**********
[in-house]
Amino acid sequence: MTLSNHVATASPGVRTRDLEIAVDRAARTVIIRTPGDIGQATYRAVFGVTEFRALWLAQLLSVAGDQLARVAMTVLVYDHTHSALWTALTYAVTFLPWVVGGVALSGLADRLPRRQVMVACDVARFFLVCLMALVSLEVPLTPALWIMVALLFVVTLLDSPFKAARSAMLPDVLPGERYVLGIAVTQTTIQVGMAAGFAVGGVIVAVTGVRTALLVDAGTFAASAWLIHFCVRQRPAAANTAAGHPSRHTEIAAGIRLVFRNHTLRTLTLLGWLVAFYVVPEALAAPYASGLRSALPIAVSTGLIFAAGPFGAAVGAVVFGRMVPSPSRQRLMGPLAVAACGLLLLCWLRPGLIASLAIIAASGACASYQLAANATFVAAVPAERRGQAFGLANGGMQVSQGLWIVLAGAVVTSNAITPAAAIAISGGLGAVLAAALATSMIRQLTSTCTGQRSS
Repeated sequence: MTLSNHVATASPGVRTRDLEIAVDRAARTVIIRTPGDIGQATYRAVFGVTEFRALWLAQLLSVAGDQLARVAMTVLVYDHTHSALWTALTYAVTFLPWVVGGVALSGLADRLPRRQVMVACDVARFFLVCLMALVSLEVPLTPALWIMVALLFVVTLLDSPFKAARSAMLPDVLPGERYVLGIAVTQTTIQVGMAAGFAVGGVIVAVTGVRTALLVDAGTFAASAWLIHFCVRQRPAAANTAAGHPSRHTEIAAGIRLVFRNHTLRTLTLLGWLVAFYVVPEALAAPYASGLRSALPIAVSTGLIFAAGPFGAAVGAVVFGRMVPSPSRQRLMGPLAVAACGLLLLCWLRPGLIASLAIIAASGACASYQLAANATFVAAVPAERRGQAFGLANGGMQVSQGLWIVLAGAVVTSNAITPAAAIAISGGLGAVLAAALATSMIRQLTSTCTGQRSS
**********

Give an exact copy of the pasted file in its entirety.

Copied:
[in-house]
Amino acid sequence: MTLSNHVATASPGVRTRDLEIAVDRAARTVIIRTPGDIGQATYRAVFGVTEFRALWLAQLLSVAGDQLARVAMTVLVYDHTHSALWTALTYAVTFLPWVVGGVALSGLADRLPRRQVMVACDVARFFLVCLMALVSLEVPLTPALWIMVALLFVVTLLDSPFKAARSAMLPDVLPGERYVLGIAVTQTTIQVGMAAGFAVGGVIVAVTGVRTALLVDAGTFAASAWLIHFCVRQRPAAANTAAGHPSRHTEIAAGIRLVFRNHTLRTLTLLGWLVAFYVVPEALAAPYASGLRSALPIAVSTGLIFAAGPFGAAVGAVVFGRMVPSPSRQRLMGPLAVAACGLLLLCWLRPGLIASLAIIAASGACASYQLAANATFVAAVPAERRGQAFGLANGGMQVSQGLWIVLAGAVVTSNAITPAAAIAISGGLGAVLAAALATSMIRQLTSTCTGQRSS
Repeated sequence: MTLSNHVATASPGVRTRDLEIAVDRAARTVIIRTPGDIGQATYRAVFGVTEFRALWLAQLLSVAGDQLARVAMTVLVYDHTHSALWTALTYAVTFLPWVVGGVALSGLADRLPRRQVMVACDVARFFLVCLMALVSLEVPLTPALWIMVALLFVVTLLDSPFKAARSAMLPDVLPGERYVLGIAVTQTTIQVGMAAGFAVGGVIVAVTGVRTALLVDAGTFAASAWLIHFCVRQRPAAANTAAGHPSRHTEIAAGIRLVFRNHTLRTLTLLGWLVAFYVVPEALAAPYASGLRSALPIAVSTGLIFAAGPFGAAVGAVVFGRMVPSPSRQRLMGPLAVAACGLLLLCWLRPGLIASLAIIAASGACASYQLAANATFVAAVPAERRGQAFGLANGGMQVSQGLWIVLAGAVVTSNAITPAAAIAISGGLGAVLAAALATSMIRQLTSTCTGQRSS